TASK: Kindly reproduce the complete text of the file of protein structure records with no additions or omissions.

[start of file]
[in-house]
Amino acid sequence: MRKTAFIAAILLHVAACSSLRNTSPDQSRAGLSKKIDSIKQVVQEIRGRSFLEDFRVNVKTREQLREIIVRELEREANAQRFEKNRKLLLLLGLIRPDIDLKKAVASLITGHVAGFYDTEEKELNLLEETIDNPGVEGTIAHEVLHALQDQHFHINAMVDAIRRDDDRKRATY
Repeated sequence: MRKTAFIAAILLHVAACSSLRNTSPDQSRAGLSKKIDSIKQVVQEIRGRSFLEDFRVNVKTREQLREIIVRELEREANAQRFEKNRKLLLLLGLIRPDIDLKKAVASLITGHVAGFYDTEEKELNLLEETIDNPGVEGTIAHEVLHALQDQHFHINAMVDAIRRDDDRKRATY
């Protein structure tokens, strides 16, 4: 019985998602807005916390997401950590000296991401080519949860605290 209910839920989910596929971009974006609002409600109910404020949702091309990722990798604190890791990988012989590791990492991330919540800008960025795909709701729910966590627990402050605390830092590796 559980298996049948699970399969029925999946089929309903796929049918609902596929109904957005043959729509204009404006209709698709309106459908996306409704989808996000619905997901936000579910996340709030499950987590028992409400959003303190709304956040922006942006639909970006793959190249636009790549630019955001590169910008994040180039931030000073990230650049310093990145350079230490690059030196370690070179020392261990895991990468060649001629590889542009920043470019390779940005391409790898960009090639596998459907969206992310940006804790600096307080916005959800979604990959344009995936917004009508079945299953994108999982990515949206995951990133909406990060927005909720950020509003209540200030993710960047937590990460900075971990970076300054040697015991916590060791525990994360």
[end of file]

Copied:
[in-house]
Amino acid sequence: MRKTAFIAAILLHVAACSSLRNTSPDQSRAGLSKKIDSIKQVVQEIRGRSFLEDFRVNVKTREQLREIIVRELEREANAQRFEKNRKLLLLLGLIRPDIDLKKAVASLITGHVAGFYDTEEKELNLLEETIDNPGVEGTIAHEVLHALQDQHFHINAMVDAIRRDDDRKRATY
Repeated sequence: MRKTAFIAAILLHVAACSSLRNTSPDQSRAGLSKKIDSIKQVVQEIRGRSFLEDFRVNVKTREQLREIIVRELEREANAQRFEKNRKLLLLLGLIRPDIDLKKAVASLITGHVAGFYDTEEKELNLLEETIDNPGVEGTIAHEVLHALQDQHFHINAMVDAIRRDDDRKRATY
């Protein structure tokens, strides 16, 4: 019985998602807005916390997401950590000296991401080519949860605290 209910839920989910596929971009974006609002409600109910404020949702091309990722990798604190890791990988012989590791990492991330919540800008960025795909709701729910966590627990402050605390830092590796 559980298996049948699970399969029925999946089929309903796929049918609902596929109904957005043959729509204009404006209709698709309106459908996306409704989808996000619905997901936000579910996340709030499950987590028992409400959003303190709304956040922006942006639909970006793959190249636009790549630019955001590169910008994040180039931030000073990230650049310093990145350079230490690059030196370690070179020392261990895991990468060649001629590889542009920043470019390779940005391409790898960009090639596998459907969206992310940006804790600096307080916005959800979604990959344009995936917004009508079945299953994108999982990515949206995951990133909406990060927005909720950020509003209540200030993710960047937590990460900075971990970076300054040697015991916590060791525990994360």